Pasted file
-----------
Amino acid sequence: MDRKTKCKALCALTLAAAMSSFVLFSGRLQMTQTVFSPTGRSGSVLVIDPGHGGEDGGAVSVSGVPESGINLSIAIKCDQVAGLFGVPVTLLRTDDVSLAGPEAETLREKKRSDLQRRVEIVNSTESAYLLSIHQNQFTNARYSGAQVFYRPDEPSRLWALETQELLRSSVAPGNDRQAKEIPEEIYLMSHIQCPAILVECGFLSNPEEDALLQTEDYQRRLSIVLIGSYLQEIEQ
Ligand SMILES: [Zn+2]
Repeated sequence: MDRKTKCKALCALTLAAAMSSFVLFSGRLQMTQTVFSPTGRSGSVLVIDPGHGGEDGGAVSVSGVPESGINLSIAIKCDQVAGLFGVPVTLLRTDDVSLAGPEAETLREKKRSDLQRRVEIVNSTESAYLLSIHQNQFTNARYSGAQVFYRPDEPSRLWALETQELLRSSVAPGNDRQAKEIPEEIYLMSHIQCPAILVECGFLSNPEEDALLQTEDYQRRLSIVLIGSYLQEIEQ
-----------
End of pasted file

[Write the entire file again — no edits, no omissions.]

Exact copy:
Amino acid sequence: MDRKTKCKALCALTLAAAMSSFVLFSGRLQMTQTVFSPTGRSGSVLVIDPGHGGEDGGAVSVSGVPESGINLSIAIKCDQVAGLFGVPVTLLRTDDVSLAGPEAETLREKKRSDLQRRVEIVNSTESAYLLSIHQNQFTNARYSGAQVFYRPDEPSRLWALETQELLRSSVAPGNDRQAKEIPEEIYLMSHIQCPAILVECGFLSNPEEDALLQTEDYQRRLSIVLIGSYLQEIEQ
Ligand SMILES: [Zn+2]
Repeated sequence: MDRKTKCKALCALTLAAAMSSFVLFSGRLQMTQTVFSPTGRSGSVLVIDPGHGGEDGGAVSVSGVPESGINLSIAIKCDQVAGLFGVPVTLLRTDDVSLAGPEAETLREKKRSDLQRRVEIVNSTESAYLLSIHQNQFTNARYSGAQVFYRPDEPSRLWALETQELLRSSVAPGNDRQAKEIPEEIYLMSHIQCPAILVECGFLSNPEEDALLQTEDYQRRLSIVLIGSYLQEIEQ